Dancing Crazy

Published Jan-09-10

An interactive video dance game to help combat childhood obesity.

Stacy Cho, United States

The Story:

Dancing Crazy HopeLab is a nonprofit research organization that looks to improve the quality of life of young people with chronic illnesses, and it ventured down the open innovation route when it was looking for new ideas to address the problem of childhood obesity.

The Ruckus Nation idea competition was launched in September 2007, and was designed to attract a broad and diverse range of ideas. It asked entrants to imagine a new fun product that would be cool enough to make kids want to exercise.

HopeLab felt that open innovation would be a valuable endeavour as it would allow them to harness the power of the global community to develop new products. Children were also invited to take part.

Running an Open Innovation Contest

The technical and organizational complexities of running an international open innovation contest are huge, and so HopeLab collaborated with Idea Crossing who developed a software platform to accomodate their needs.

The contest was open for two months and in that time HopeLab received 429 entries from teams in 37 countries. These were assessed by more than 300 judges from all over the world.

Winning Entry

The Grand Prize Winner was Stacy Cho, a middle school teacher from Seattle. Her winning submission was an interactive video game called “Dancing Crazy” which was designed to get kids off the sofas and exercising.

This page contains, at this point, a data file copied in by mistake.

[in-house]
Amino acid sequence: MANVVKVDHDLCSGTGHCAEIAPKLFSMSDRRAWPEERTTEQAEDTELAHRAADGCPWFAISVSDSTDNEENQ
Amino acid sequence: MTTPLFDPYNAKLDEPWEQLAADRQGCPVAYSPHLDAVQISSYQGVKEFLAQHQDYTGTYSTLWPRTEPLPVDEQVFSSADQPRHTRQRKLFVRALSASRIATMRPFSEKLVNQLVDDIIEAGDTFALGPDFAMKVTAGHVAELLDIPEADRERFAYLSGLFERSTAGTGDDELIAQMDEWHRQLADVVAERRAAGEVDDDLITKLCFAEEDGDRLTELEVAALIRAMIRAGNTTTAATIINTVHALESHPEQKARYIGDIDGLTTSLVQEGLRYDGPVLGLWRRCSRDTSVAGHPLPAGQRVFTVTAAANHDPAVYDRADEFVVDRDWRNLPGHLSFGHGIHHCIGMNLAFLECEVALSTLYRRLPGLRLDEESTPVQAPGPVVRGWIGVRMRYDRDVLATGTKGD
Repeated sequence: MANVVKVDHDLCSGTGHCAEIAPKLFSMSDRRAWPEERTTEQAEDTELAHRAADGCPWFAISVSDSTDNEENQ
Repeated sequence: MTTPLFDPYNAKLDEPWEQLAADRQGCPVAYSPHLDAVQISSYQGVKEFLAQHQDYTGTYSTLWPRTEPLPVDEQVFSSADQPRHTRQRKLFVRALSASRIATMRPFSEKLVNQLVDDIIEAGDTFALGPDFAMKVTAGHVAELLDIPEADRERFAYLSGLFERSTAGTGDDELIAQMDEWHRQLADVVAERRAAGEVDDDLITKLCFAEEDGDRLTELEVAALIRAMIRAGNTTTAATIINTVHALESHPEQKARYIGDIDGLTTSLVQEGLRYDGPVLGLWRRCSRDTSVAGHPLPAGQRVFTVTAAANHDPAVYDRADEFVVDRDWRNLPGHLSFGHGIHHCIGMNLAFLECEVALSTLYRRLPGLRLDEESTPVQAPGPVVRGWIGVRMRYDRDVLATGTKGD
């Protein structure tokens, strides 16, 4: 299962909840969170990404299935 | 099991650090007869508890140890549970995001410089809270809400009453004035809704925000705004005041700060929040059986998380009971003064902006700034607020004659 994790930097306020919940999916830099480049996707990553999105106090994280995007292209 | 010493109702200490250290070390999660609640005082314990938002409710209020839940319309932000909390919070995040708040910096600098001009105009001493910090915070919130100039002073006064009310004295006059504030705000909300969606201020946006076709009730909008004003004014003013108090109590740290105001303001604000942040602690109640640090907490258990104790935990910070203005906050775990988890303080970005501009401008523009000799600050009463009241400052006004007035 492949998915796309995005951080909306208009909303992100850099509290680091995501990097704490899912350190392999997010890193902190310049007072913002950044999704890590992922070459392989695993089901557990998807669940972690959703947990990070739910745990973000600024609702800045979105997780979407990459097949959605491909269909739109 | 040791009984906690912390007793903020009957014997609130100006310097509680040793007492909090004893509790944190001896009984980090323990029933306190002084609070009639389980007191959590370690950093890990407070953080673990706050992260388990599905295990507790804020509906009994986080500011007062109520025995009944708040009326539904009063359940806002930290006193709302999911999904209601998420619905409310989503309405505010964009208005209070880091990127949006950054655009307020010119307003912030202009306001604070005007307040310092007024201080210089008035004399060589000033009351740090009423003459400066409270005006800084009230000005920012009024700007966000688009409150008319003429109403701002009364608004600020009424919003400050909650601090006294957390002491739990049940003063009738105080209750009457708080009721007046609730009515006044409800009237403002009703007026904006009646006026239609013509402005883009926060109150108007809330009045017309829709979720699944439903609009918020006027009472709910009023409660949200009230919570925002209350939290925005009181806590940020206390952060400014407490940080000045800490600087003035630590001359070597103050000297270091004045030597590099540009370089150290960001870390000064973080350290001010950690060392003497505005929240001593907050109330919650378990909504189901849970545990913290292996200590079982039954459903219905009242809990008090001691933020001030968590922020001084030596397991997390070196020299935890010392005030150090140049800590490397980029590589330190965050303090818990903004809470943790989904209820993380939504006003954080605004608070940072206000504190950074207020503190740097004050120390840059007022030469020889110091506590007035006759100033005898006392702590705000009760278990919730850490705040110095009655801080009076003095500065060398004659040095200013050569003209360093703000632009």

The innovation in interactive play sees children create a virtual character. Then they strap motion sensors to their body, and as they move the virtual character copies their actions. Users can pick their own music, create their own moves and share the experience online.

The idea came to Cho as she was thinking of video games she wished kids had in their collections, and came up with one that would respond to movements or actions. There are other video dance games on the shelves which have been hailed as tools for fighting obesity, but Cho believes that her game offers something more; principally it is more interactive and responsive to a player's movements.

Prototypes and Testing

Cho sold the rights to her game to HopeLab for $75,000 which represented $50,000 for winning and $25,000 for coming top in her category. Overall the open innovation contest awarded more than $300,000 in cash prizes, and several ideas including Cho’s game were worked into product prototypes for research and user testing. This included assessments of their technical feasibility and potential development costs. Ultimately, the plan is to turn them into consumer products.

Unsurprisingly perhaps, Cho is a big fan of what open innovation can achieve.
"I really liked the idea that Ruckus Nation was getting ideas from the kids, from the consumer,” she said. “I thought that was cool. People are really creative in thinking about things."

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